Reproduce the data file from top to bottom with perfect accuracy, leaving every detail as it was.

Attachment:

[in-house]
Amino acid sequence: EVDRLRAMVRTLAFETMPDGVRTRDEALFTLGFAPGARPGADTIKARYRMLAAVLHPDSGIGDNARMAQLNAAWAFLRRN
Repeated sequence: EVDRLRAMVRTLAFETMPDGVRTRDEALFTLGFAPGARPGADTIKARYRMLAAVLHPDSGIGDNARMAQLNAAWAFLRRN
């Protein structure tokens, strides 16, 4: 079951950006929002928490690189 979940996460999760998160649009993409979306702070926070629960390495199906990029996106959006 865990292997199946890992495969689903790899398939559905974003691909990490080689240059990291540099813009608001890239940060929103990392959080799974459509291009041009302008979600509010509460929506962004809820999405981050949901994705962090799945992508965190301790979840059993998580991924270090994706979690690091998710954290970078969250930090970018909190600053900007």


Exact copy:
[in-house]
Amino acid sequence: EVDRLRAMVRTLAFETMPDGVRTRDEALFTLGFAPGARPGADTIKARYRMLAAVLHPDSGIGDNARMAQLNAAWAFLRRN
Repeated sequence: EVDRLRAMVRTLAFETMPDGVRTRDEALFTLGFAPGARPGADTIKARYRMLAAVLHPDSGIGDNARMAQLNAAWAFLRRN
């Protein structure tokens, strides 16, 4: 079951950006929002928490690189 979940996460999760998160649009993409979306702070926070629960390495199906990029996106959006 865990292997199946890992495969689903790899398939559905974003691909990490080689240059990291540099813009608001890239940060929103990392959080799974459509291009041009302008979600509010509460929506962004809820999405981050949901994705962090799945992508965190301790979840059993998580991924270090994706979690690091998710954290970078969250930090970018909190600053900007």